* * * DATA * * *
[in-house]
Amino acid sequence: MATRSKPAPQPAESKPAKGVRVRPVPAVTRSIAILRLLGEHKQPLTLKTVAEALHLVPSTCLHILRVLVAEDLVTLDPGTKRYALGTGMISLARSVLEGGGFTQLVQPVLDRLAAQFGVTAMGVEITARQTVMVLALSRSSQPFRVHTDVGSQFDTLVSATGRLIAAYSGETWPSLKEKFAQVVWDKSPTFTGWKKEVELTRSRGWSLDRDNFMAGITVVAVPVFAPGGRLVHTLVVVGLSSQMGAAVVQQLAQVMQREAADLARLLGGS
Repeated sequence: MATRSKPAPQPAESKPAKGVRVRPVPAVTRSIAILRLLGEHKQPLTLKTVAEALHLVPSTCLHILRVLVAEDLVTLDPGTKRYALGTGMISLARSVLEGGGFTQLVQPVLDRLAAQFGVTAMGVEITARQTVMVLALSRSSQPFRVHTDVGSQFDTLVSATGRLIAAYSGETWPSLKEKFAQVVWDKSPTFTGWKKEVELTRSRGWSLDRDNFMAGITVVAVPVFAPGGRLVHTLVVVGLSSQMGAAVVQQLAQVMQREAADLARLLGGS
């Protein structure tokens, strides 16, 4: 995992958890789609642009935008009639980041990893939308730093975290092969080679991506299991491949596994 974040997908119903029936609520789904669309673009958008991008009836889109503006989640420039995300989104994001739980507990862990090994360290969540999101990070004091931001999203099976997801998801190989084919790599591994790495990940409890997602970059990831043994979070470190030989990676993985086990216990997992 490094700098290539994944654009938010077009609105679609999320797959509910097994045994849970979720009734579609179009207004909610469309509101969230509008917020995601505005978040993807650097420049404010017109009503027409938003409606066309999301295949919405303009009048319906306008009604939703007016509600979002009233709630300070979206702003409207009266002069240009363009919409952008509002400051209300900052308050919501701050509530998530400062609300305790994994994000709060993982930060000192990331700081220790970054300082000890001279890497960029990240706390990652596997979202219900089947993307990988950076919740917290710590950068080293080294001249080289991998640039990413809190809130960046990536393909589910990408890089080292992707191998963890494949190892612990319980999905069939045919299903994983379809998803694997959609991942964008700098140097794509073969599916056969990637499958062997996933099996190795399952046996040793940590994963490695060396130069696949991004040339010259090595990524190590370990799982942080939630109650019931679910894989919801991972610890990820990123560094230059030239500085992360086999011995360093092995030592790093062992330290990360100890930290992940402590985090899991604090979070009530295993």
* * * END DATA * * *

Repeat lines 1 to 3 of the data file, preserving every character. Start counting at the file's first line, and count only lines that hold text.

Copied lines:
[in-house]
Amino acid sequence: MATRSKPAPQPAESKPAKGVRVRPVPAVTRSIAILRLLGEHKQPLTLKTVAEALHLVPSTCLHILRVLVAEDLVTLDPGTKRYALGTGMISLARSVLEGGGFTQLVQPVLDRLAAQFGVTAMGVEITARQTVMVLALSRSSQPFRVHTDVGSQFDTLVSATGRLIAAYSGETWPSLKEKFAQVVWDKSPTFTGWKKEVELTRSRGWSLDRDNFMAGITVVAVPVFAPGGRLVHTLVVVGLSSQMGAAVVQQLAQVMQREAADLARLLGGS
Repeated sequence: MATRSKPAPQPAESKPAKGVRVRPVPAVTRSIAILRLLGEHKQPLTLKTVAEALHLVPSTCLHILRVLVAEDLVTLDPGTKRYALGTGMISLARSVLEGGGFTQLVQPVLDRLAAQFGVTAMGVEITARQTVMVLALSRSSQPFRVHTDVGSQFDTLVSATGRLIAAYSGETWPSLKEKFAQVVWDKSPTFTGWKKEVELTRSRGWSLDRDNFMAGITVVAVPVFAPGGRLVHTLVVVGLSSQMGAAVVQQLAQVMQREAADLARLLGGS